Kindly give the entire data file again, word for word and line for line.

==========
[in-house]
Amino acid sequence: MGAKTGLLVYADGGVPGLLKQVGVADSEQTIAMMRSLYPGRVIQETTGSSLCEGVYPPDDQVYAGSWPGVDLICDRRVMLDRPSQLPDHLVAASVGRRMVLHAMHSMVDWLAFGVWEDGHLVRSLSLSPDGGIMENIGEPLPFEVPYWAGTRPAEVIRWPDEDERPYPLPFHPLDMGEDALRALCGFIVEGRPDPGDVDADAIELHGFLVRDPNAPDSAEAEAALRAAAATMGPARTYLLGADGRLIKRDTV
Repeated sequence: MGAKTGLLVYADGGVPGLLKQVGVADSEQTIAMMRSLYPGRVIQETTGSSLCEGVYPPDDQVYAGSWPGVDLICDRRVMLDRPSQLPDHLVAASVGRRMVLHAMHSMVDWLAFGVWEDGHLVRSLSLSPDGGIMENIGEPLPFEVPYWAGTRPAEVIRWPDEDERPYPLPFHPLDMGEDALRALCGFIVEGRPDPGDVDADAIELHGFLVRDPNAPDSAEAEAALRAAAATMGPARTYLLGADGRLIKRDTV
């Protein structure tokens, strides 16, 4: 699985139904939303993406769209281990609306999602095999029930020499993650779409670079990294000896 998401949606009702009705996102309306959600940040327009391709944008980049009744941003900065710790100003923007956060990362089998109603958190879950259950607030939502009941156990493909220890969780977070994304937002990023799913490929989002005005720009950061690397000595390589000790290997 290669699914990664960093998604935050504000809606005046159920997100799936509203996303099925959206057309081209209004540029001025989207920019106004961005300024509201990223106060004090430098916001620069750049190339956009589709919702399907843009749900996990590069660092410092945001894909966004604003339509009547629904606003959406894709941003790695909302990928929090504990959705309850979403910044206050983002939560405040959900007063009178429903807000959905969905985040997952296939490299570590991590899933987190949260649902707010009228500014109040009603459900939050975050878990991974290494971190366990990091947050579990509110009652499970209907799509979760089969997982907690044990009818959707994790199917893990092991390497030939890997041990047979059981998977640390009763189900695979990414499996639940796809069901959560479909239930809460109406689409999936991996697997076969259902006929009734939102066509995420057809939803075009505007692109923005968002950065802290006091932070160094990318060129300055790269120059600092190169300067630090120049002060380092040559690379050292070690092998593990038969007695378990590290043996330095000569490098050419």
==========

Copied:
[in-house]
Amino acid sequence: MGAKTGLLVYADGGVPGLLKQVGVADSEQTIAMMRSLYPGRVIQETTGSSLCEGVYPPDDQVYAGSWPGVDLICDRRVMLDRPSQLPDHLVAASVGRRMVLHAMHSMVDWLAFGVWEDGHLVRSLSLSPDGGIMENIGEPLPFEVPYWAGTRPAEVIRWPDEDERPYPLPFHPLDMGEDALRALCGFIVEGRPDPGDVDADAIELHGFLVRDPNAPDSAEAEAALRAAAATMGPARTYLLGADGRLIKRDTV
Repeated sequence: MGAKTGLLVYADGGVPGLLKQVGVADSEQTIAMMRSLYPGRVIQETTGSSLCEGVYPPDDQVYAGSWPGVDLICDRRVMLDRPSQLPDHLVAASVGRRMVLHAMHSMVDWLAFGVWEDGHLVRSLSLSPDGGIMENIGEPLPFEVPYWAGTRPAEVIRWPDEDERPYPLPFHPLDMGEDALRALCGFIVEGRPDPGDVDADAIELHGFLVRDPNAPDSAEAEAALRAAAATMGPARTYLLGADGRLIKRDTV
């Protein structure tokens, strides 16, 4: 699985139904939303993406769209281990609306999602095999029930020499993650779409670079990294000896 998401949606009702009705996102309306959600940040327009391709944008980049009744941003900065710790100003923007956060990362089998109603958190879950259950607030939502009941156990493909220890969780977070994304937002990023799913490929989002005005720009950061690397000595390589000790290997 290669699914990664960093998604935050504000809606005046159920997100799936509203996303099925959206057309081209209004540029001025989207920019106004961005300024509201990223106060004090430098916001620069750049190339956009589709919702399907843009749900996990590069660092410092945001894909966004604003339509009547629904606003959406894709941003790695909302990928929090504990959705309850979403910044206050983002939560405040959900007063009178429903807000959905969905985040997952296939490299570590991590899933987190949260649902707010009228500014109040009603459900939050975050878990991974290494971190366990990091947050579990509110009652499970209907799509979760089969997982907690044990009818959707994790199917893990092991390497030939890997041990047979059981998977640390009763189900695979990414499996639940796809069901959560479909239930809460109406689409999936991996697997076969259902006929009734939102066509995420057809939803075009505007692109923005968002950065802290006091932070160094990318060129300055790269120059600092190169300067630090120049002060380092040559690379050292070690092998593990038969007695378990590290043996330095000569490098050419």